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Old 05-24-04, 01:46 PM   #1 (permalink)
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Feeding

I want to know what people think about certain types of foods out on the market.
Can-o-worms
Can-o-crickets
Frozen crickets
Frozen rodents
Just tell me if you think those are good or bad. If one is bad tell me what you think would be better in its place. Thanks
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Old 05-24-04, 02:10 PM   #2 (permalink)
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Frozen rodents are excellent if your reptile will take them. Better than live. First of all, they cant fight back. Secondly, freezing kills internal parasites that can be passed to your reptile. I cant comment on the bugs.

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Old 05-24-04, 03:01 PM   #3 (permalink)
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Frozen rodents are NOT a good idea at all! Yes they cannot fight back if the are frozen. Captive bred anymals (like Lab Mice) are already paracite free. When freezing rodents it destroys all nutretions in meat, bone etc. Feeding frozen rodents all the time is the same as a person would eat noodles for all of his life. The best thing is to kill them like breaking their neck, and then feeding freshly killed you your snakes. If you got a lot of snakes, and can't keep so many rodents, then atleast feed fresh food every 3rd feeding.
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Old 05-24-04, 03:16 PM   #4 (permalink)
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alex i'v never heard any thing like that in my entire life. herps do absolutly fine on frozen thawd rodents. unless you breed rodents and keep them very clean so they do not have any parasites at all then you should 100% feed them FT so the animals do not get parasites.
you also said feeding them frozen rodents there whole life is just like us eating noodles our whole life, that doesn't really make any sence cause the frozen rodents are still rodents, they didn't change into something else.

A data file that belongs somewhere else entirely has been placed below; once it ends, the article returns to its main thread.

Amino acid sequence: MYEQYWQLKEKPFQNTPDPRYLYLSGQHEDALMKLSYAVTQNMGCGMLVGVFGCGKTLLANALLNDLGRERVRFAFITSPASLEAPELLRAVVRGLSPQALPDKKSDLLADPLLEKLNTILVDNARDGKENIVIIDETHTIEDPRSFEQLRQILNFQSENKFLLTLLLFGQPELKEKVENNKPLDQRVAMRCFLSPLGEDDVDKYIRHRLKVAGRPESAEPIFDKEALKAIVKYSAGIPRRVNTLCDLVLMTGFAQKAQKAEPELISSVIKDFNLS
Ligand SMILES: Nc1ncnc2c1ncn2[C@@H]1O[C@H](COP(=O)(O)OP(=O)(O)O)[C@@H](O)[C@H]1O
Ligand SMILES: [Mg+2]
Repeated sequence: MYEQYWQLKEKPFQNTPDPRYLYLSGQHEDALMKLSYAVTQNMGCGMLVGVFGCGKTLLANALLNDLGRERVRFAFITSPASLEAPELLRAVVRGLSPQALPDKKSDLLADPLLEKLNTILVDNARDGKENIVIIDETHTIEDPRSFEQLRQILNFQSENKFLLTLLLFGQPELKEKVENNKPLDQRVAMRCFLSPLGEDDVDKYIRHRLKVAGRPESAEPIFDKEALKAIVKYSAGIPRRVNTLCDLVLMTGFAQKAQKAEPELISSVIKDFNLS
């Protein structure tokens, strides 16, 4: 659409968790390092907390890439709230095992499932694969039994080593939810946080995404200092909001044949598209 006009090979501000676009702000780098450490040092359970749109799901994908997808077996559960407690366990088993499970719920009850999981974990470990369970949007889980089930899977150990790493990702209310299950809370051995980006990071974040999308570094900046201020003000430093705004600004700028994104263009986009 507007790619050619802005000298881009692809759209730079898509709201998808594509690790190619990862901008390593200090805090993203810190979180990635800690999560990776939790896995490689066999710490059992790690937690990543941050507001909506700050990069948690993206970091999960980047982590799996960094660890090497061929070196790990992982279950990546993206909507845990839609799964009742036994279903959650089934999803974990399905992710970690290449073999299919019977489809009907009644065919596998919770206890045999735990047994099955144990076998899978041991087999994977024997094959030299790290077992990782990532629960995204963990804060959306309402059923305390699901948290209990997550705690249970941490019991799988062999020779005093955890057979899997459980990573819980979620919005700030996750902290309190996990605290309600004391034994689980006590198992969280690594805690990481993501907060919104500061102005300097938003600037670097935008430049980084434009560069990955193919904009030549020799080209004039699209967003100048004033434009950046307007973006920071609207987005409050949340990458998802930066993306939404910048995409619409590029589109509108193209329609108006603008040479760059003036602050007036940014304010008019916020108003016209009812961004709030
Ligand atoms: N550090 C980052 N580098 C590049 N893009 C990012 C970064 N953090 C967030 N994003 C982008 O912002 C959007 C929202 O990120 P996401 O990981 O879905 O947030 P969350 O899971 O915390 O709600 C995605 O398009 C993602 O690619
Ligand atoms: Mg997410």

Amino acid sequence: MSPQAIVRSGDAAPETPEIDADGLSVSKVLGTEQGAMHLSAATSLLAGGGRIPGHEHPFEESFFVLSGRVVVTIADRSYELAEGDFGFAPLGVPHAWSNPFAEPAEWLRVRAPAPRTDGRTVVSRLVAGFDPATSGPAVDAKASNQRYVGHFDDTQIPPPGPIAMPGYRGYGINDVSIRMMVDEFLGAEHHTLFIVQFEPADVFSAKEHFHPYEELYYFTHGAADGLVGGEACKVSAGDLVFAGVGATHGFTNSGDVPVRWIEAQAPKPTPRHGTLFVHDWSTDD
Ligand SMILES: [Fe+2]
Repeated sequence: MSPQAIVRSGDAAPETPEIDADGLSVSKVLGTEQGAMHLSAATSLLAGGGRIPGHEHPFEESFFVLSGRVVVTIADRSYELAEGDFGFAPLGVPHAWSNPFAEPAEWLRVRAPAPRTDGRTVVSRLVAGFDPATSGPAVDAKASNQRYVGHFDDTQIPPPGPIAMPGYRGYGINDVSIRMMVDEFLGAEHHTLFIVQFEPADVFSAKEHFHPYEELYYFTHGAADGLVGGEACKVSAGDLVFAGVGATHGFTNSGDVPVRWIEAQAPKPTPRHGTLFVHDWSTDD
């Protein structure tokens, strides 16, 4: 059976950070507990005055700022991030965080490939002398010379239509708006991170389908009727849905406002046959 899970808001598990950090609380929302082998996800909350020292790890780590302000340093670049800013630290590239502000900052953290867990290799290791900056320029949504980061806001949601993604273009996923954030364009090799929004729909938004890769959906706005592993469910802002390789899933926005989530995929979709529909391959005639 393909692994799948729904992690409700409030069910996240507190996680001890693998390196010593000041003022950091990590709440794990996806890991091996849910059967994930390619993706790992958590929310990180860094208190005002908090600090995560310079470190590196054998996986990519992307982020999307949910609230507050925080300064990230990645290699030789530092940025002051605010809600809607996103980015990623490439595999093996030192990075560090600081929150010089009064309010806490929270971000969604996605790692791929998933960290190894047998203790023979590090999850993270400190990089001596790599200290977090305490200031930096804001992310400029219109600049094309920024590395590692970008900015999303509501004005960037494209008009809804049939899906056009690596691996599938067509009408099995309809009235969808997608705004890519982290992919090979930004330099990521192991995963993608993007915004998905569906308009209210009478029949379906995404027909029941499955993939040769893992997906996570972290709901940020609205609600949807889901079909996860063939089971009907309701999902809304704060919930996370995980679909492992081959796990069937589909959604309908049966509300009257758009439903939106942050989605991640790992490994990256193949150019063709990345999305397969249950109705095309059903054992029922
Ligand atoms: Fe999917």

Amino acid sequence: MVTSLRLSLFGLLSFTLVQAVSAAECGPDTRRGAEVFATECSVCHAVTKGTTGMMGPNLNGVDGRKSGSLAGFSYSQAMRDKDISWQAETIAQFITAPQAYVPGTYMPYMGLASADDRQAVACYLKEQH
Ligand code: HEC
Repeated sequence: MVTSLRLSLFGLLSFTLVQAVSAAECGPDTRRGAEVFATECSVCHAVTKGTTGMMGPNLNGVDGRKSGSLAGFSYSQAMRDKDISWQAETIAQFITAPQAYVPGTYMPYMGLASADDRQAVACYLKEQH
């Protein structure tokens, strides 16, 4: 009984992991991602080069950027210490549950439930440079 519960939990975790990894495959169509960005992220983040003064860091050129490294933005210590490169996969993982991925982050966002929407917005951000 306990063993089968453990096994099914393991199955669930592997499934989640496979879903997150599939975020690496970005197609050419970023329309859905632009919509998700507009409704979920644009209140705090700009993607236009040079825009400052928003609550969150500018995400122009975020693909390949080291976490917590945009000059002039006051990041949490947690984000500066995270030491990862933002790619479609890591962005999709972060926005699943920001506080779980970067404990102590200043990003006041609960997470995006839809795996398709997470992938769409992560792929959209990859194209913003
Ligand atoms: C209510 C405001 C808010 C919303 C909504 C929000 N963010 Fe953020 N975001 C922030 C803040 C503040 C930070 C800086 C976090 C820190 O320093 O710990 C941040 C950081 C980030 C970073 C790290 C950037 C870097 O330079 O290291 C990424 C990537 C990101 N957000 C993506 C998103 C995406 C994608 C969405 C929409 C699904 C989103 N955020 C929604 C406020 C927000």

as for canned insects, they do lose lots of the good healthy stuff thats in live insects and canned is MUCH much more expensive than live.
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Old 05-24-04, 03:24 PM   #5 (permalink)
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Quote:
Originally posted by AlexPan
When freezing rodents it destroys all nutretions in meat, bone etc.
Oh Alex, yet again, you have provided a fountain of misinformation. I will, however, give you the benefit of the doubt and assume "you're still learning", but this information is inaccurate. I don't know where you get your info from
There are no significant advantages/disadvantages between live, fresh-killed, or frozen (except, of course, that frozen is much safer and more convenient).
Cheers,
Ryan

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Old 05-24-04, 06:44 PM   #6 (permalink)
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RMBolton, I got my information from this site, and a back up from any meat specialist. Why do you think people say fresh food is better then frozen then?
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Old 05-24-04, 07:04 PM   #7 (permalink)
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Alex, maybe you could direct us to exactly where you got your information? You know, to clarify what has been said. And what meat "specialist" are you refering to because I'm sure a lot of us here would love to have a conversation with him/her on the subject. Especially since 99% of all meats consumed by people is frozen.
Thanks
Julie